Women utilizing estrogen hormone therapy with an intact uterus are at risk for endometrial proliferation and hyperplasia, a potential forerunner to endometrial cancer, unless a progestogen is given alongside estrogen. However, the type of progestogen, the route of administration, dosage, and timing of therapy are controversial due to incongruent research findings. This article will highlight the challenges in the determination of best practices and describe why research findings are so varied.
First and foremost, care must be taken when reviewing the research. Progesterone and progestins are often lumped into the category of progestogens, and not differentiating between them will lead to conflicting results and differing interpretations.
Orally administered progesterone has limited biological effects because it’s poorly absorbed, even in micronized form, and is extensively metabolized during first pass hepatic detoxification. For this reason, and because more potent progestational compounds were needed for effective antifertility treatment, progestins were developed. A variety of progestins are now available for contraception and for hormone therapy to prevent endometrial hyperplasia and endometrial cancer in estrogen-treated postmenopausal women.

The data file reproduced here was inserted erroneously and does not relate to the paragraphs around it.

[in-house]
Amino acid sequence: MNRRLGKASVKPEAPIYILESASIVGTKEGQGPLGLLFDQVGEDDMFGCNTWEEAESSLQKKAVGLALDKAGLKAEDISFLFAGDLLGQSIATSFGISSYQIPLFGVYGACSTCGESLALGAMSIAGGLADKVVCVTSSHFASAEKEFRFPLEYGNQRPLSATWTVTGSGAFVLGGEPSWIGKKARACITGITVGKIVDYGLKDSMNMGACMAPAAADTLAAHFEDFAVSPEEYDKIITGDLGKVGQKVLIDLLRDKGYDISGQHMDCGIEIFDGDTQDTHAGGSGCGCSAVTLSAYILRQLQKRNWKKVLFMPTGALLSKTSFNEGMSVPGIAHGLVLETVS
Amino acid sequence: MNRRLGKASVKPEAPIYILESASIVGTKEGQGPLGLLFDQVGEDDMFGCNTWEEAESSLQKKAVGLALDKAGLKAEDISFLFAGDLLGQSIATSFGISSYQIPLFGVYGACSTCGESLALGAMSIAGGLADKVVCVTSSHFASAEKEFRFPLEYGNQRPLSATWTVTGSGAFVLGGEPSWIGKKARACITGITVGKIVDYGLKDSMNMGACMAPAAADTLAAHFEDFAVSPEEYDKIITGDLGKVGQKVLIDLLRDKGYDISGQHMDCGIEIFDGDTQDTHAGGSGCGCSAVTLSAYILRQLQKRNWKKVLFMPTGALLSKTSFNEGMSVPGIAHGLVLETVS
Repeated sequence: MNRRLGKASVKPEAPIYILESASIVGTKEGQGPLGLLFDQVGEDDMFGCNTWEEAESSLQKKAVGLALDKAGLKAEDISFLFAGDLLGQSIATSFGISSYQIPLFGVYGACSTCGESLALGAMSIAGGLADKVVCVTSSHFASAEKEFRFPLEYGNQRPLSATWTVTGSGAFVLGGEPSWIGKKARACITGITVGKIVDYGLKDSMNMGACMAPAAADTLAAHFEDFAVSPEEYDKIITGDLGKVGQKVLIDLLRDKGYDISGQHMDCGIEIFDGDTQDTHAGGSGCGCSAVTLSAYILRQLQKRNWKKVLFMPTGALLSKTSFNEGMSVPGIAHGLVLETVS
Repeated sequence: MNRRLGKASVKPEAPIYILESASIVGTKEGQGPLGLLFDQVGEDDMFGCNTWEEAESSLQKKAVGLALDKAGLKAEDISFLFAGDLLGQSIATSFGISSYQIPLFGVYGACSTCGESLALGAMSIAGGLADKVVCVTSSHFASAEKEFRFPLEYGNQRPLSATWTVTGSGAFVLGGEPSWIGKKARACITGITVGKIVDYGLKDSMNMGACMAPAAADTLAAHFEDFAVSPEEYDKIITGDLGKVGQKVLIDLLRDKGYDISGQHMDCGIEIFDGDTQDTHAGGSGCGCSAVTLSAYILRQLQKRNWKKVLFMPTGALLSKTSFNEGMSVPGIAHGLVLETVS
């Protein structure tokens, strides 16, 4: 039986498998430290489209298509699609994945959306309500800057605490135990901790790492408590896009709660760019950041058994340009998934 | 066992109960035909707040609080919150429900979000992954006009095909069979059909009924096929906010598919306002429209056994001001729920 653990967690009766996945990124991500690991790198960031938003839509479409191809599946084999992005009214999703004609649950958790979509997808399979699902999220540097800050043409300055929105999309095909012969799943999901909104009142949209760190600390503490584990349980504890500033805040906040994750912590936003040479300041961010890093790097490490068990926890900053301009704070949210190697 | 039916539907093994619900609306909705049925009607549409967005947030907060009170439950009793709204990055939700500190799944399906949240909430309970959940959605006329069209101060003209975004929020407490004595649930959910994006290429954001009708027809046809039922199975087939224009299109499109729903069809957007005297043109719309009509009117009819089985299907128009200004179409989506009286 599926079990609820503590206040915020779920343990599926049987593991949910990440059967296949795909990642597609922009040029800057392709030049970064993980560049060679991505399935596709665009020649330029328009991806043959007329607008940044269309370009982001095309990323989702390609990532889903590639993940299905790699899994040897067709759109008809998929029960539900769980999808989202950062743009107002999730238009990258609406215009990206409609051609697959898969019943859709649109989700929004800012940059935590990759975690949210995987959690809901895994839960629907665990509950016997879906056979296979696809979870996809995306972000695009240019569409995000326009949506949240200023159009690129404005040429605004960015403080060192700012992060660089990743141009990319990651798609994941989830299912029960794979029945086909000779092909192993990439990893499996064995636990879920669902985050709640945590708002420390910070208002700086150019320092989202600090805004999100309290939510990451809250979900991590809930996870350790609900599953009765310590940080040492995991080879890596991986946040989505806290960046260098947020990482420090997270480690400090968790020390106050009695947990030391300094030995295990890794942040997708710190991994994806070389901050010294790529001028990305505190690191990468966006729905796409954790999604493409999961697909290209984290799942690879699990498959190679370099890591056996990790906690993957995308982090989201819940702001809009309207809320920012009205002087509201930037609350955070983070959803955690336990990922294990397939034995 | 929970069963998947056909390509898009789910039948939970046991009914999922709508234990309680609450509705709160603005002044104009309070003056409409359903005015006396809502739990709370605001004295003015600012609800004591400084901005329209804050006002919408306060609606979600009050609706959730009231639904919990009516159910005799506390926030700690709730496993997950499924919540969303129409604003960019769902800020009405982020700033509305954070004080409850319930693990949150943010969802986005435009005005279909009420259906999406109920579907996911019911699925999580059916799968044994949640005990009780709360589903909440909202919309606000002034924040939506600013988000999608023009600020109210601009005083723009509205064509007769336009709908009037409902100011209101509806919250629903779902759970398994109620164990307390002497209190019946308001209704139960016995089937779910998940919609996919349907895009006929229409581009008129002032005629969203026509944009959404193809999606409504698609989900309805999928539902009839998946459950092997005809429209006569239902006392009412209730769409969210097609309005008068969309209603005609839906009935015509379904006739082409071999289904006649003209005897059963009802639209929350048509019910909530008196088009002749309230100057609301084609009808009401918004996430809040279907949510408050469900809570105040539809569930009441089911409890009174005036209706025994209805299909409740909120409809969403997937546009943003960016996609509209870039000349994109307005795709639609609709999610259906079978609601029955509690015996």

While progestins do provide endometrial protection in the face of estrogen, they do not outperform progesterone (when used in adequate dosages and the through the correct route of administration) and they increase the risk of breast cancer, Alzheimer’s, birth defects, heart disease, and mood disorders, making long term therapy unwarranted.
Because breast cancer rates are far greater than endometrial cancer rates, using a therapy meant to protect the endometrium that subsequently increases breast health risk is short sighted; the preferred therapy is progesterone.
Part of what makes hormonal impact on the endometrium so challenging to study is that estrogen and progesterone action is vastly paracrine in nature. In paracrine signaling, hormones act on nearby cells. In contrast, autocrine signals include extracellular matrix molecules and various factors that stimulate cell growth.
As a paracrine signaler, studies that show estradiol alone is not sufficient to induce mammary gland cellular proliferation in pregnant animals. Similarly, progesterone is not sufficient to stimulate cellular proliferation in the absence of estrogen. The paracrine nature of estradiol and progesterone make them dependent on one another, therefore, studying their action in isolation is fruitless.
It is now well accepted that pharmacologic and physiologic concentrations of estradiol increase the mitogenic activity of epithelial cells, while the influence of progesterone continues to be debated. Inconsistent evidence suggests that progesterone can increase, decrease, or have no effect on mitotic activity and proliferation in breast epithelial cells.
In contrast, a relative consensus has been reached that long-duration exposure to pharmacologic progestin levels of a specific type combined with estrogen, via contraceptives (transient, albeit small elevation in risk with current use) or menopausal hormone therapy (primarily with estrogen+progestin formulations, but not estrogen+progesterone or dydrogesterone), increases breast cancer risk.